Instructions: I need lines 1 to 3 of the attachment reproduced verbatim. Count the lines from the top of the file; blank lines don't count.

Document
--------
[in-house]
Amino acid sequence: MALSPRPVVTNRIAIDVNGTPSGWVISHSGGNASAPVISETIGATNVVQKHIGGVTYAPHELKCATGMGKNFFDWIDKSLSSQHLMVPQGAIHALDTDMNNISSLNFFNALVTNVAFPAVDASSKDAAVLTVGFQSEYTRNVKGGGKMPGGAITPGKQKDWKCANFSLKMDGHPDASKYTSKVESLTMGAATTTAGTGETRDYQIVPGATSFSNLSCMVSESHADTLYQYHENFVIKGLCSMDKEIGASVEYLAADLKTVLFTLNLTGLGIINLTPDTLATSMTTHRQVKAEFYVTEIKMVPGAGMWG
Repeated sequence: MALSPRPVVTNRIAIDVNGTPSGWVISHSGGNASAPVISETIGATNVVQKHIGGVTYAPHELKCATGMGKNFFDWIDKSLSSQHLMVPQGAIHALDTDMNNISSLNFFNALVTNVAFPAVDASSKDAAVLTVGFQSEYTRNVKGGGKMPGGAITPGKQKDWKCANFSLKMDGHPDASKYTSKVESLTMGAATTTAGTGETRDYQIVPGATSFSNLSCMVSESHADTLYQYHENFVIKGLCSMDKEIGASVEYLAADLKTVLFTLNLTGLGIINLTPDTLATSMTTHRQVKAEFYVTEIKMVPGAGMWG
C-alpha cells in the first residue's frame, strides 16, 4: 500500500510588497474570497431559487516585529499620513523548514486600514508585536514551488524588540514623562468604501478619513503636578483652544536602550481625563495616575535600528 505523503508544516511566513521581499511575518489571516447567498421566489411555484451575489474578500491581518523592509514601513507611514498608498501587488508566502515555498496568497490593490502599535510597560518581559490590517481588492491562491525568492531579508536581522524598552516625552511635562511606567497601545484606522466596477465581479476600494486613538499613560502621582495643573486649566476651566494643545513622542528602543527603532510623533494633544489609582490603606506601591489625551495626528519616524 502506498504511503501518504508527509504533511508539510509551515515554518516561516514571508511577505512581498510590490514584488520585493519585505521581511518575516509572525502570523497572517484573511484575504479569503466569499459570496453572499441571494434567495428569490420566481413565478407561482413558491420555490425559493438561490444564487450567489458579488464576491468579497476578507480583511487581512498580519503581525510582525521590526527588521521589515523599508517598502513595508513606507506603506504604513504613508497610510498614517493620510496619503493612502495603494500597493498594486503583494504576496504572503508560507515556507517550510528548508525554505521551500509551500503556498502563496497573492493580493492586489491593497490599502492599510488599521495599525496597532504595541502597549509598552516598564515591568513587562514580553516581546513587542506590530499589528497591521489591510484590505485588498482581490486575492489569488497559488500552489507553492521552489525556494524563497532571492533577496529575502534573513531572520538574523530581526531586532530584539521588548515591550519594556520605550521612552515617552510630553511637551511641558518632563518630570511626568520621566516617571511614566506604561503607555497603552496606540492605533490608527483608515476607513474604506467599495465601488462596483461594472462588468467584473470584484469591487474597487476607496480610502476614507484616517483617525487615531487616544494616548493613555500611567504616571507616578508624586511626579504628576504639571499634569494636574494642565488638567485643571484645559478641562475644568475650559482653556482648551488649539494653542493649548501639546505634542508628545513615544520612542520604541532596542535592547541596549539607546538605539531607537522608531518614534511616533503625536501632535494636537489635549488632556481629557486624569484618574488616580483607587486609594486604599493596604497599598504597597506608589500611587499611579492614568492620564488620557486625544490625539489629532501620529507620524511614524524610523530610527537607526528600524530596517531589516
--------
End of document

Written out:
[in-house]
Amino acid sequence: MALSPRPVVTNRIAIDVNGTPSGWVISHSGGNASAPVISETIGATNVVQKHIGGVTYAPHELKCATGMGKNFFDWIDKSLSSQHLMVPQGAIHALDTDMNNISSLNFFNALVTNVAFPAVDASSKDAAVLTVGFQSEYTRNVKGGGKMPGGAITPGKQKDWKCANFSLKMDGHPDASKYTSKVESLTMGAATTTAGTGETRDYQIVPGATSFSNLSCMVSESHADTLYQYHENFVIKGLCSMDKEIGASVEYLAADLKTVLFTLNLTGLGIINLTPDTLATSMTTHRQVKAEFYVTEIKMVPGAGMWG
Repeated sequence: MALSPRPVVTNRIAIDVNGTPSGWVISHSGGNASAPVISETIGATNVVQKHIGGVTYAPHELKCATGMGKNFFDWIDKSLSSQHLMVPQGAIHALDTDMNNISSLNFFNALVTNVAFPAVDASSKDAAVLTVGFQSEYTRNVKGGGKMPGGAITPGKQKDWKCANFSLKMDGHPDASKYTSKVESLTMGAATTTAGTGETRDYQIVPGATSFSNLSCMVSESHADTLYQYHENFVIKGLCSMDKEIGASVEYLAADLKTVLFTLNLTGLGIINLTPDTLATSMTTHRQVKAEFYVTEIKMVPGAGMWG